HOW TO TRULY RELAX
in our work-driven culture, we perceive relaxation as nonproductive-it often becomes are ward for getting stuff done. Trouble is, the tasks are never-ending. add ina jam-packed schedule and it’ s no wonder leisure time morphs into ch ore time.
Research shows that regular heart de-stressingdisease and can obesity,help wardact as offa buffer against depression, and even boost immunity against colds. Plus, when you’re calm, you perform tasks smarter and more efficiently, leaving you with time to-wait for itrelax. Check out these strategies and inspiration for R in R: relaxing in reality.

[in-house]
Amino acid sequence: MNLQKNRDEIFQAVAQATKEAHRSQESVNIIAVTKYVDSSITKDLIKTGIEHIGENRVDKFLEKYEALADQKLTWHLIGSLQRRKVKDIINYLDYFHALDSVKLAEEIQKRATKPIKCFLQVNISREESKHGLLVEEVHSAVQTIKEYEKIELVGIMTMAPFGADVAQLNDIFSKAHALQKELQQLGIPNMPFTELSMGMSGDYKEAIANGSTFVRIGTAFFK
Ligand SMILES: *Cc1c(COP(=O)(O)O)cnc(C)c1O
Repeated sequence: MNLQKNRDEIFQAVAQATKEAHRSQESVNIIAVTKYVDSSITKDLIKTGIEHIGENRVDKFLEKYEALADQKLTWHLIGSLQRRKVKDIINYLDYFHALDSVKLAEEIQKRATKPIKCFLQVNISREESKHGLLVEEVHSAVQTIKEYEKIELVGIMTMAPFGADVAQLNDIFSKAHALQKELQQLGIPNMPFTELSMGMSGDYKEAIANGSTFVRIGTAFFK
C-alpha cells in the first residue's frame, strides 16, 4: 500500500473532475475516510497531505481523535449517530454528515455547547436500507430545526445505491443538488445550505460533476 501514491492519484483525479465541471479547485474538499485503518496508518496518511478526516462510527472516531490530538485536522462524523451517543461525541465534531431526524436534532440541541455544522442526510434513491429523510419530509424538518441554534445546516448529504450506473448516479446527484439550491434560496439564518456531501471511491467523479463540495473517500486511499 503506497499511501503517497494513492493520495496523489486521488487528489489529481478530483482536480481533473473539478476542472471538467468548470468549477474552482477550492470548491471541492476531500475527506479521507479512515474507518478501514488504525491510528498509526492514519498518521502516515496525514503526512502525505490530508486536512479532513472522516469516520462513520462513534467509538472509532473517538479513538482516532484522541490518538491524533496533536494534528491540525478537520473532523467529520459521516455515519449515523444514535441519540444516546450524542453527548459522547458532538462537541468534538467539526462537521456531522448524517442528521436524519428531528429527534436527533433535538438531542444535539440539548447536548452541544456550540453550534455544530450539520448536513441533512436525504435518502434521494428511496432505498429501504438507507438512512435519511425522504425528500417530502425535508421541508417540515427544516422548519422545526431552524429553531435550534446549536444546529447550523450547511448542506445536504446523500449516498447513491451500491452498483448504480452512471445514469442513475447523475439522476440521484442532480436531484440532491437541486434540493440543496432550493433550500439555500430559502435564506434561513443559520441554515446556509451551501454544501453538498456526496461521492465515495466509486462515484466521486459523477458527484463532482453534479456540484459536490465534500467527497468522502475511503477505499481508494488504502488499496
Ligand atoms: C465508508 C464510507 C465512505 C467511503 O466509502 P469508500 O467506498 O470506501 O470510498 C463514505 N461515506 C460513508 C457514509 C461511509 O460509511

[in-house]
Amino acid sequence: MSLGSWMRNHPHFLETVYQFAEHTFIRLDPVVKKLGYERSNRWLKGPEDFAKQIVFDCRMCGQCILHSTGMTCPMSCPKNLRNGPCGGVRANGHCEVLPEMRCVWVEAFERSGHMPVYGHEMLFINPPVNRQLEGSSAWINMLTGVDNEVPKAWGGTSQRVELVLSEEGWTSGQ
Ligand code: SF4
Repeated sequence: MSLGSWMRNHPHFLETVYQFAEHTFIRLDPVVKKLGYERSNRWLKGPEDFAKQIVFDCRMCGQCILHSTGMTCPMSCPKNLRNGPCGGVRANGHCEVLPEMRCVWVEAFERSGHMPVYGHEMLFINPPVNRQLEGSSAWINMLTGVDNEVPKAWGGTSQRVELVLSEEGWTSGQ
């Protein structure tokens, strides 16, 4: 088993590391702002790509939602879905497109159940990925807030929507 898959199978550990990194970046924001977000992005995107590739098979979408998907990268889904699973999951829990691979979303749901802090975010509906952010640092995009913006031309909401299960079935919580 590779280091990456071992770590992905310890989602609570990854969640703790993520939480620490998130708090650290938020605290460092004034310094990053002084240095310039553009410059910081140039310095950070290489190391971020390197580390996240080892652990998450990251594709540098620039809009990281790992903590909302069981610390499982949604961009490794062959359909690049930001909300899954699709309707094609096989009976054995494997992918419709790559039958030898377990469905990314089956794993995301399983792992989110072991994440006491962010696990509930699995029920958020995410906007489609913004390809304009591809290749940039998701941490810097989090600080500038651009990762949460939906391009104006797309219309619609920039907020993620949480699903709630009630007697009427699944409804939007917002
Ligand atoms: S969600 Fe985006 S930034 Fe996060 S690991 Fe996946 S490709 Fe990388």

1. First, relax your body It’s hard to sink into a state of zen if you’re one big ball of knots. “When you live a life full of demands, your body regularly releases adrenaline and cortisol, increasing energy expenditure that can result in muscle tension. Try progressive muscle relaxation: Tense the muscles in your toes for at least five seconds, relax for 30, and repeat, working your way through the muscle groups up to your neck and head. 2. Downshift during your commute Do you take public transportation home? Resist the siren call of email and try a meditation app. Call a friend or loved one, listen to music or of your normal train of thought should help. 3. log off social handles The more often people check social media accounts, texts, and email, the higher their level of stress. Women are particularly vulnerable to stress from social media due to being aware of lousy stuff happening to friends. 4. tame your taskmaker An urge to continually tidy up the house or yard may be a response to chaos all around you. One sane way to tame that life-is-outof-control feeling: Quit scattering tasks among your calendar, notepads, emails, sticky notes, and memory. Decide on a single, reliable system, and it will help turn off the ticker tape of to-dos in your brain. 5. ask yourself this. When people assume that if they don’t get to their to-dos, their world will fall apart, that needs to be questioned. Reason with yourself: What’s the worst that will happen if you don’t declutter tonight? Five years from now, will you be happier that you excavated the closet or that you had coffee with a friend? Exactly. 6. Make a joy list. Even when free time falls into your lap, you may have no clue what to do with it. Think about what truly mellows you out, then make a list on paper or in your phone. We often get stuck during leisure time because we try to choose the exact perfect thing to do-so if one thing on your list doesn’t appeal, pick something else! 7. Not exerciseDo the a that’ll sit-and-zen-outwalkingget you meditation.in the type? moment Here’s andan out of your head: As you stroll, engage your senses. Note what you see (buildings with interesting shapes), what you hear (the rustling of leaves), and what you feel (the breeze on your face). Bonus points if you’re out in nature; it’s more likely to decrease rumination than being in an urban area. 8. get creative. help you achieve flow, a state in which you’re so mindfully immersed in what you’re doing that all else recedes into the background. Try your hand at knitting or check out one of those ubiquitous adult colouring books-and resist the urge to simultaneously ‘ZeeWorld’. 9. Wonder and wander. As kids, we’d lose ourselves for hours poking around in our backyards. As adults, we get stuck in routines and miss out on how captivating discovery can be. Exploring is the opposite of making todo lists, where you know exactly where things are headed. 10. Don’t give yourself an out. Commit to a regular enjoyable activity, like a monthly table-tennis game or cooking class, with your partner or friends. You're more likely to follow through on a commitment to someone else than to yourself. It leaves you nop choice but to relax.